Small Interference RNA Targeting Connexin-43 Improves Motor Function and Limits Astrogliosis After Juvenile Traumatic Brain Injury
ASN Neuro. 2019-01-01; 11: 175909141984709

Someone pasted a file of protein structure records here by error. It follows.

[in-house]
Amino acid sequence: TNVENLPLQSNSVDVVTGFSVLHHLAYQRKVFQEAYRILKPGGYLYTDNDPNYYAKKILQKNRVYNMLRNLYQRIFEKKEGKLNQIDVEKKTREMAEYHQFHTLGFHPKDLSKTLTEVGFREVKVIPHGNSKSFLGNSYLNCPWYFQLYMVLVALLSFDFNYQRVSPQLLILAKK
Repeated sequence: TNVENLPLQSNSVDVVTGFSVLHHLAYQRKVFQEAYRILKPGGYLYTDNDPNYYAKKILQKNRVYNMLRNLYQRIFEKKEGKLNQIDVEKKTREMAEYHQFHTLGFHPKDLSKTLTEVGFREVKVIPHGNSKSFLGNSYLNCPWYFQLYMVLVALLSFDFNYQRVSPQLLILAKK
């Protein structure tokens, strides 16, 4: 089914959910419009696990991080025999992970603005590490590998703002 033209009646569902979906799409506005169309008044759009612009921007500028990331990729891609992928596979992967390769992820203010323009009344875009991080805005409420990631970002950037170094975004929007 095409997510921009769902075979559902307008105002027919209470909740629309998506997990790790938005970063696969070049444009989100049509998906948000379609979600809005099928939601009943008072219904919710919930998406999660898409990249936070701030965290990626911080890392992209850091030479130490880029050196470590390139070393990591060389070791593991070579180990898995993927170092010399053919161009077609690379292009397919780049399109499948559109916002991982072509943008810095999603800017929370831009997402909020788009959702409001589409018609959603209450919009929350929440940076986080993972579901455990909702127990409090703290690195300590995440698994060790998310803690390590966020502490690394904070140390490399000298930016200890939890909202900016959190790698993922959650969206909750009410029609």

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Juvenile traumatic brain injury (jTBI) is the leading cause of death and disability for children and adolescents worldwide, but there are no pharmacological treatments available. Aquaporin 4 (AQP4), an astrocytic perivascular protein, is increased after jTBI, and inhibition of its expression with small interference RNA mitigates edema formation and reduces the number of reactive astrocytes after jTBI. Due to the physical proximity of AQP4 and gap junctions, coregulation of AQP4 and connexin 43 (Cx43) expressions, and the possibility of water diffusion via gap junctions, we decided to address the potential role of astrocytic gap junctions in jTBI pathophysiology. We evaluated the role of Cx43 in the spread of the secondary injuries via the astrocyte network, such as edema formation associated with blood–brain barrier dysfunctions, astrogliosis, and behavioral outcome. We observed that Cx43 was altered after jTBI with increased expression in the perilesional cortex and in the hippocampus at several days post injury. In a second set of experiments, cortical injection of small interference RNA against Cx43 decreased Cx43 protein expression, improved motor function recovery, and decreased astrogliosis but did not result in differences in edema formation as measured via T2-weighted imaging or diffusion-weighted imaging at 1 day or 3 days. Based on our findings, we can speculate that while decreasing Cx43 has beneficial roles, it likely does not contribute to the spread of edema early after jTBI.